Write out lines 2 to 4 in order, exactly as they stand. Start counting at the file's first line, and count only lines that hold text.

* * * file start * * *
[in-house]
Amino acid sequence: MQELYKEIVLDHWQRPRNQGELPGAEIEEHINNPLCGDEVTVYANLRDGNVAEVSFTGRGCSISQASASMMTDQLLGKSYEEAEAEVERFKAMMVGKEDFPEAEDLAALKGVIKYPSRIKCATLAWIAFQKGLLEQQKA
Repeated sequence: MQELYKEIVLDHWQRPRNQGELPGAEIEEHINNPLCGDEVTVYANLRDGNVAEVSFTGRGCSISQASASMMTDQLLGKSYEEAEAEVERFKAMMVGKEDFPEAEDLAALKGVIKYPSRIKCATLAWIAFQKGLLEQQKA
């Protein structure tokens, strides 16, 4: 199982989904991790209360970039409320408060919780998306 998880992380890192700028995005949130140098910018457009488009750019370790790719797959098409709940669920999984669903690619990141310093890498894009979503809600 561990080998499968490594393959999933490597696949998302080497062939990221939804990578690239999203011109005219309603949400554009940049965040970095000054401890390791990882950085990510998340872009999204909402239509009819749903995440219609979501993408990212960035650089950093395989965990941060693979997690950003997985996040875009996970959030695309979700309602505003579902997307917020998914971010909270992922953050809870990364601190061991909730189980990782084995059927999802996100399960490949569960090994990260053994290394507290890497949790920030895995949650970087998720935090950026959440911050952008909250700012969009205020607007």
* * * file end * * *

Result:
Amino acid sequence: MQELYKEIVLDHWQRPRNQGELPGAEIEEHINNPLCGDEVTVYANLRDGNVAEVSFTGRGCSISQASASMMTDQLLGKSYEEAEAEVERFKAMMVGKEDFPEAEDLAALKGVIKYPSRIKCATLAWIAFQKGLLEQQKA
Repeated sequence: MQELYKEIVLDHWQRPRNQGELPGAEIEEHINNPLCGDEVTVYANLRDGNVAEVSFTGRGCSISQASASMMTDQLLGKSYEEAEAEVERFKAMMVGKEDFPEAEDLAALKGVIKYPSRIKCATLAWIAFQKGLLEQQKA
């Protein structure tokens, strides 16, 4: 199982989904991790209360970039409320408060919780998306 998880992380890192700028995005949130140098910018457009488009750019370790790719797959098409709940669920999984669903690619990141310093890498894009979503809600 561990080998499968490594393959999933490597696949998302080497062939990221939804990578690239999203011109005219309603949400554009940049965040970095000054401890390791990882950085990510998340872009999204909402239509009819749903995440219609979501993408990212960035650089950093395989965990941060693979997690950003997985996040875009996970959030695309979700309602505003579902997307917020998914971010909270992922953050809870990364601190061991909730189980990782084995059927999802996100399960490949569960090994990260053994290394507290890497949790920030895995949650970087998720935090950026959440911050952008909250700012969009205020607007």